From Wikipedia: ``Responsive web design (RWD) is a web design approach aimed at crafting sites to provide an optimal viewing experience—easy reading and navigation with a minimum of resizing, panning, and scrolling—across a wide range of devices (from desktop computer monitors to mobile phones).
Elements of responsive web design
A site designed with RWD uses CSS3 media queries, an extension of the @media rule, to adapt the layout to the viewing environment—along with fluid proportion-based grids and flexible images:
- Media queries allow the page to use different CSS style rules based on characteristics of the device the site is being displayed on, most commonly the width of the browser.
- The fluid grid concept calls for page element sizing to be in relative units like percentages or ems, rather than absolute units like pixels or points.
- Flexible images are also sized in relative units (up to 100%), so as to prevent them from displaying outside their containing element.``
From responsive-nav: ``Responsive navigation plugin without library dependencies and with fast touch screen support. Try it out by resizing this window.``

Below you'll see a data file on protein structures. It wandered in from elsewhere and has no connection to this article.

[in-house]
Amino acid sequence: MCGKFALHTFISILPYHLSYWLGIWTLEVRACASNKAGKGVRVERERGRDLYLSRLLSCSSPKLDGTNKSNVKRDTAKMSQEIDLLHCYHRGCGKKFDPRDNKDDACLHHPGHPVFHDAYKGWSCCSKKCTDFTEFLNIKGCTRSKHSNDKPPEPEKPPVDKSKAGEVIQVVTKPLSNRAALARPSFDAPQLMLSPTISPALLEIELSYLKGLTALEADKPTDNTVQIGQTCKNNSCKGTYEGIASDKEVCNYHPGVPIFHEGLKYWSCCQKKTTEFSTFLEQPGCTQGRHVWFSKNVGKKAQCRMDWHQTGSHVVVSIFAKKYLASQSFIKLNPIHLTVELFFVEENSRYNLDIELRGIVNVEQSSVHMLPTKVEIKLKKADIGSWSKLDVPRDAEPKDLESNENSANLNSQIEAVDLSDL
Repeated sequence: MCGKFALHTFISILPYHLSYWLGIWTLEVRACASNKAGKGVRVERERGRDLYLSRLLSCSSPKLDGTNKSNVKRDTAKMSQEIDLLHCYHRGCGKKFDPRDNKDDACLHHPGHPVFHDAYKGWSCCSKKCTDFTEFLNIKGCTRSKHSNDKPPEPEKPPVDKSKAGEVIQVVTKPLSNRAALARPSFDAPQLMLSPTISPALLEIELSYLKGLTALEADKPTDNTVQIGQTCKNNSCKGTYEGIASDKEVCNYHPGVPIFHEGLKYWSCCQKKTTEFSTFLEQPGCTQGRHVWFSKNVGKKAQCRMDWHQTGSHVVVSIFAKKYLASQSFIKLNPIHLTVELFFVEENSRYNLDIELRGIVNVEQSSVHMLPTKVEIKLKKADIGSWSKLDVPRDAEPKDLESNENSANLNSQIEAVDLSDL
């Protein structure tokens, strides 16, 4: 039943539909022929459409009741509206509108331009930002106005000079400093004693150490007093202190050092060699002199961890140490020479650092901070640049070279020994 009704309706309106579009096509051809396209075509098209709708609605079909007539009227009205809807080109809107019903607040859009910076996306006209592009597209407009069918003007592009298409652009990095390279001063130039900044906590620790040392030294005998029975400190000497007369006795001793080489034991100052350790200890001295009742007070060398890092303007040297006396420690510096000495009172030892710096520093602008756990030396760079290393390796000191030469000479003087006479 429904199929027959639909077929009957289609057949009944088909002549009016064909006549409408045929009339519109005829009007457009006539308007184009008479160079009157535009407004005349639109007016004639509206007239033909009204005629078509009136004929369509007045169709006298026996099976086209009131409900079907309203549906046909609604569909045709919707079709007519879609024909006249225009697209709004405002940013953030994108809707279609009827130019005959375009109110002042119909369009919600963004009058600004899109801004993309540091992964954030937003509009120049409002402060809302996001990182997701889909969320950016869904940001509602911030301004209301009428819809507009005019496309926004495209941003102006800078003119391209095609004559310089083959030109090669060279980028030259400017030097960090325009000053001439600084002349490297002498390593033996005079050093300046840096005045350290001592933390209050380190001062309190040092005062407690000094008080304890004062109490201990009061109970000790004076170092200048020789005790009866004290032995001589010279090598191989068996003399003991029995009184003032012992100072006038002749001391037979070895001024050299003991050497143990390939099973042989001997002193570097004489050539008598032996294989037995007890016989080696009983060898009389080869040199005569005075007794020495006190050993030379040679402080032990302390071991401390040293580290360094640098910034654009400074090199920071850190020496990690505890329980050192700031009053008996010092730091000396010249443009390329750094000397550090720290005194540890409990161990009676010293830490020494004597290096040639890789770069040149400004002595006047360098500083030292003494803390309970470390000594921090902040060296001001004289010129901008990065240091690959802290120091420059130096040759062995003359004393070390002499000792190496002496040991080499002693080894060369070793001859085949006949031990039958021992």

main link files
<!-- Put these into the <head> --> <link rel="stylesheet" href="responsive-nav.css"> <script src="responsive-nav.js"></script>
navigation and mark-up
<div id="nav"> <ul> <li><a href="#">Home</a></li> <li><a href="#">About</a></li> <li><a href="#">Projects</a></li> <li><a href="#">Contact</a></li> </ul> </div>
<!-- Put this right before the </body> closing tag --> <script> var navigation = responsiveNav("#nav"); </script>
- Weighs only 1.7 KB minified and Gzip’ed.
- Doesn’t require any external libraries.
- Uses CSS3 transitions, touch events and simple markup.
- Removes the 300 ms delay between a physical tap and the click event.
- Makes it possible to use CSS3 transitions with height: auto.
- Works in all major desktop and mobile browsers, including IE 6 and up.